Sunday, October 25, 2009

Odds & Sons: Here We Go Again Edition | by Mike

This is not what you had planned. If you had told me before the season that Notre Dame would hold Boston College to 70 yards rushing and would force five BC turnovers, I would have wanted to know whether Weis let Dayne Crist pass in the fourth quarter or just the third quarter. Instead, the now-familiar struggles in the red zone, on special teams and in pass defense turned what could have been a blowout into a nailbiter.

Red-eyed and blue. The Irish were only able to cross the goal line on one of their four trips to the redzone, settling for two field goals and getting stopped on fourth down the other time. Perhaps unsurprisingly, the winning TD was scored from outside the red zone. On the first trip Parris dropped a pass that would have been a touchdown, and on the second trip a touchdown on a well-designed fake field goal was negated by a holding penalty. However, these are not isolated instances; the Irish offense has struggled in the red zone ever since Floyd was injured. When the Irish faced fourth and goal from the 1, I was hoping at the time that Weis would decide to kick the field goal. On further reflection, I don't have a problem with the call. Following the Washington game, I wrote that one of the ways settling for field goals hurt Notre Dame was the ensuing field position exchange. Following ND kickoffs the opponent will usually start their next drive with great field position due to ND's poor coverage, so it's even more important to get the seven point before kicking off. Even though BC stopped Hughes, the Eagles were so close to their own endzone that they had to run on their ensuing possession. Following three rushes as ineffectual as the rest of the BC running game that day, BC punted and the Irish started what would be the winning touchdown drive on BC's side of the field. As an aside, on the Hughes fourth down rush, it looked like Hughes was knocked out by a helmet-to-helmet hit. I'm not sure what I think is the appropriate call in this situation. On the one hand, things are so crowded in goal line situations that the defense is simply trying to hit any exposed part of the ballcarrier. It's tough to tell the defense to look our for the helmet in those scrums. On the other hand, it's a lot easier to make those allowances when you're not the one taking a shot to the brain.

Exchange. The Irish continued to lose field position on the exchange of possessions due to inferior special teams play. BC averaged 42.0 yards per punt to the Irish's 32.7 average. BC had two punts of 50+ yards; ND had none. BC had three punts downed inside the 20; ND had one. Additionally, Boston College's second touchdown drive started at the 44 following poor coverage on the opening kickoff of the second half. I would probably peg the cumulative field position advantage BC obtained through superior special teams play as comparable to a turnover or two.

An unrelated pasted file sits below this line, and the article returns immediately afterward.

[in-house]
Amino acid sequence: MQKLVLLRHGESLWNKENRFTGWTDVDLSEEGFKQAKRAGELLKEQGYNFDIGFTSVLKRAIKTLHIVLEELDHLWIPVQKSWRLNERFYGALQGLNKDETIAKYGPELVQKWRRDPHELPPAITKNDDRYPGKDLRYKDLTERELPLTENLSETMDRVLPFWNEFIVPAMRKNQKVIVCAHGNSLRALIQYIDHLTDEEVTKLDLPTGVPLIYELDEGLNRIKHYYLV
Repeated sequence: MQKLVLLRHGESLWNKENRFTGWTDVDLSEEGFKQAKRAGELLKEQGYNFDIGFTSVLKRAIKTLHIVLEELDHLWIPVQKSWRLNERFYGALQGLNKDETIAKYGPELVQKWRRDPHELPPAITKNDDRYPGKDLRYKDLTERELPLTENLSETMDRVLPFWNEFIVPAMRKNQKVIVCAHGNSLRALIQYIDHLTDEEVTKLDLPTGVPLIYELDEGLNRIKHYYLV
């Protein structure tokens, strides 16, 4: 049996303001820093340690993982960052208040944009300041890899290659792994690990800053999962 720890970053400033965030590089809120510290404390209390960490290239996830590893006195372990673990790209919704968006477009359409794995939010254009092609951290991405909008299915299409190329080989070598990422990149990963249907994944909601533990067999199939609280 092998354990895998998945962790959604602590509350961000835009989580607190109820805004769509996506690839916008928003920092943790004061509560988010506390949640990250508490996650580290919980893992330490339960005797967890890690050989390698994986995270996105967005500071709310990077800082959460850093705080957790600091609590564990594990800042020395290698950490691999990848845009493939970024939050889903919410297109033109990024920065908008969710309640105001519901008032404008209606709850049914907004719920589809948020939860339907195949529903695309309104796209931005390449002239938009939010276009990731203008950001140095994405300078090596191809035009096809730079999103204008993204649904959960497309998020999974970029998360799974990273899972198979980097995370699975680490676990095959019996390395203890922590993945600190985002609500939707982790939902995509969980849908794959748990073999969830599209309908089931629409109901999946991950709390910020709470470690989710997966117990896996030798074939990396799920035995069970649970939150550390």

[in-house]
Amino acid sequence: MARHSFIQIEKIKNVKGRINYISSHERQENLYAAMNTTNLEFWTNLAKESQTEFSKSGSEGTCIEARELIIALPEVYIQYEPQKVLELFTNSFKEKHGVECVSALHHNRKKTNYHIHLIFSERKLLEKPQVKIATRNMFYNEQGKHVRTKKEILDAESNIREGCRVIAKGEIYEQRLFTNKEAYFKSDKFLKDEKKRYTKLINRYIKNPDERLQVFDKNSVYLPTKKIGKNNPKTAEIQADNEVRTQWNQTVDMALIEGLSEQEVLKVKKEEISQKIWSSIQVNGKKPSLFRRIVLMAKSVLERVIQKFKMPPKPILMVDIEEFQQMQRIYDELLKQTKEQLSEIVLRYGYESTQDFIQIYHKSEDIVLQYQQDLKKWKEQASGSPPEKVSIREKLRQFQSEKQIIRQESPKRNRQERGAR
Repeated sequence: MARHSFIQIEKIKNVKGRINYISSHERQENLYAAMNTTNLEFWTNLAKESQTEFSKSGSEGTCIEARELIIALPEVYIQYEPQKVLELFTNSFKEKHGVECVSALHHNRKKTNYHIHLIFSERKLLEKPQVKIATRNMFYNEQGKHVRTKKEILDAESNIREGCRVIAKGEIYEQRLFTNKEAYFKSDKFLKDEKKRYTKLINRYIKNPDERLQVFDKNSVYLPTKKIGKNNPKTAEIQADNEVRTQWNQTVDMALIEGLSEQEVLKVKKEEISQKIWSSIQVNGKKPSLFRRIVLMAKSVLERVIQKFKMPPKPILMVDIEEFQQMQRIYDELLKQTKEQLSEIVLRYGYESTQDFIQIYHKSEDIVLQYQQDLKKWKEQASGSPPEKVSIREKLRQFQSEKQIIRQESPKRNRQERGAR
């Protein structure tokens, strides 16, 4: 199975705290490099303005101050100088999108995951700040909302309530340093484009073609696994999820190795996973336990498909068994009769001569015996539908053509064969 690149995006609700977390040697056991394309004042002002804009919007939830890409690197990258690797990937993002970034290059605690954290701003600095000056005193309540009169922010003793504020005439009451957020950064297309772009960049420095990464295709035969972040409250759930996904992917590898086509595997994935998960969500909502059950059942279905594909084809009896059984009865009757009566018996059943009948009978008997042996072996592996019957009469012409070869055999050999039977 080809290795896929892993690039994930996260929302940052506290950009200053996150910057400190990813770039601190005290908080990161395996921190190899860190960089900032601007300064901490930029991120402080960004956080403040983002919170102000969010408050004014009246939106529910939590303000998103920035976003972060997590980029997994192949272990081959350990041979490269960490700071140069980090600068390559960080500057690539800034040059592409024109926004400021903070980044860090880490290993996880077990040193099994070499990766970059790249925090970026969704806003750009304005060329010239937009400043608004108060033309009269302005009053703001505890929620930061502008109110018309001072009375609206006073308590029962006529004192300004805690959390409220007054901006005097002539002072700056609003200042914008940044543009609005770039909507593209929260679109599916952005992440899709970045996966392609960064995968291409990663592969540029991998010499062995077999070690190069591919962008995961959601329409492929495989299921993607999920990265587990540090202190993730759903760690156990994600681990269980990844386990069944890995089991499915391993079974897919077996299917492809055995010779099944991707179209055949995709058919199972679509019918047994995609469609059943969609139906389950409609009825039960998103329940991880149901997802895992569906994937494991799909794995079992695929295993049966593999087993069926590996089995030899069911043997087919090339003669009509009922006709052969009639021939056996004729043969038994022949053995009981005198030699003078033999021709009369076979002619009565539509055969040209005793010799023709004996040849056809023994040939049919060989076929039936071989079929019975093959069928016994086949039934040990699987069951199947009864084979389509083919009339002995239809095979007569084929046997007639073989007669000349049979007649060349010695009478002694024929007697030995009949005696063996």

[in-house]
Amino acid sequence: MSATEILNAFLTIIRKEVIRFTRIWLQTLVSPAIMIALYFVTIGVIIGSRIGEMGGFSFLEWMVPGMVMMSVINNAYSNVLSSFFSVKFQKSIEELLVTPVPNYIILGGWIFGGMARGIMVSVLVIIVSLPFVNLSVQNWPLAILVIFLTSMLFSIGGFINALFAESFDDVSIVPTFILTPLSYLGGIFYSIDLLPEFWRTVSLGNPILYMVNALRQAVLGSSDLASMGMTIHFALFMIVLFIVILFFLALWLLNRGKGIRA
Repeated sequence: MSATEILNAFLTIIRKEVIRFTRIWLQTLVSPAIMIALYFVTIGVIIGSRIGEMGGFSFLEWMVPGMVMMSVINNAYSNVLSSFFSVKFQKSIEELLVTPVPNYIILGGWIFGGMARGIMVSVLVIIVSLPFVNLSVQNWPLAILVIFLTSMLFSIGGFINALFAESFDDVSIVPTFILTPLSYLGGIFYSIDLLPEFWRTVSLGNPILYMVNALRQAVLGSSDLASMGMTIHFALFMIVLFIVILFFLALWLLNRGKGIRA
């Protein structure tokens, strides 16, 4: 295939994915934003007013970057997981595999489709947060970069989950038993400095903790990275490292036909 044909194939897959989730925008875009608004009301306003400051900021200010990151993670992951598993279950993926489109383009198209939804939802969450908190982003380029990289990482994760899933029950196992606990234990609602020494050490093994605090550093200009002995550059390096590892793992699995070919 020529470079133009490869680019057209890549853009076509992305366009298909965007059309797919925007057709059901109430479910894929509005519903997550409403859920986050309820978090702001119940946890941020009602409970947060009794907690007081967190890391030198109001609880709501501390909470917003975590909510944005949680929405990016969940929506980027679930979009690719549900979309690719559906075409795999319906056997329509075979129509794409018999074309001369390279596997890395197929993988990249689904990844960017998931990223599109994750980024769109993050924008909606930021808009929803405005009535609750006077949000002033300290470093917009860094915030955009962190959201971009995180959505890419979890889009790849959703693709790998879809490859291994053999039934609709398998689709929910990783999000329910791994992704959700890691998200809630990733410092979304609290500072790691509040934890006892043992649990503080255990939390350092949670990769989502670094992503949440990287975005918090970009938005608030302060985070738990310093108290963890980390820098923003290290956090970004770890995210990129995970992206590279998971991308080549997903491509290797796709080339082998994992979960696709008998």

Put it in the air. For the third time this season, a freshman quarterback put up big numbers against the Irish pass defense. It was to the point where I would have felt more confident about stopping BC on 3rd and 2 than 3rd and long. BC converted 7 of their 14 third and fourth downs. However, not one of these conversions came via the run. Boston College completed passes of 24, 23, 22, 7 (TD), 20, 33 and 28 yards on 3rd and 4th down. This would be a shocking performance from a freshman had we not already witnessed the success of Matt Barkley and Tate Forcier against the Irish defense. WIth each passing game (both by ND and Michigan), Forcier's success against the Irish looks less attributable to Forcier's skill and more like an indictment of the ND defense.

Roll the credits. Despite those negatives, the Irish still did enough things right to win. Armando Allen led all rushers with 98 yarrds on 21 carries. The defensive line and linebackers seem to really be improving over the course of the season. One week prior, Montel Harris rushed for 264 yards and 5 touchdowns on 27 carries. At the time, that was the highest rushing yardage in a single game this year in Division I-A. The Irish held Harris to just 38 yards on 22 carries. Randy Hart and Bryant Young have done a great job with a fairly young unit. Manti Te'o again led the Irish defense with 9 tackles (2.5 for loss) and added a pass break-up. His fantastic stop on the screen pass on BC's final drive should have been enough to seal the game. While the attacking defense gave up play after play through the air, the aggressive play helped generate the five turnovers. On the final interception, for example, Shinskie was under pressure from two defensive linemen and was about to get hit by Darius Fleming when he let go of the ball.

As frustrating as the game was, I have to remember the context. Following the Southern Cal game, I wrote about how the timing of this game worried me and the Irish did appear to come out sluggish. If you find yourself upset by the game, just remember how difficult it would have been to stomach Rich Gunnell's postgame antics and yet more post-whistle shots from Austin Giles had BC won.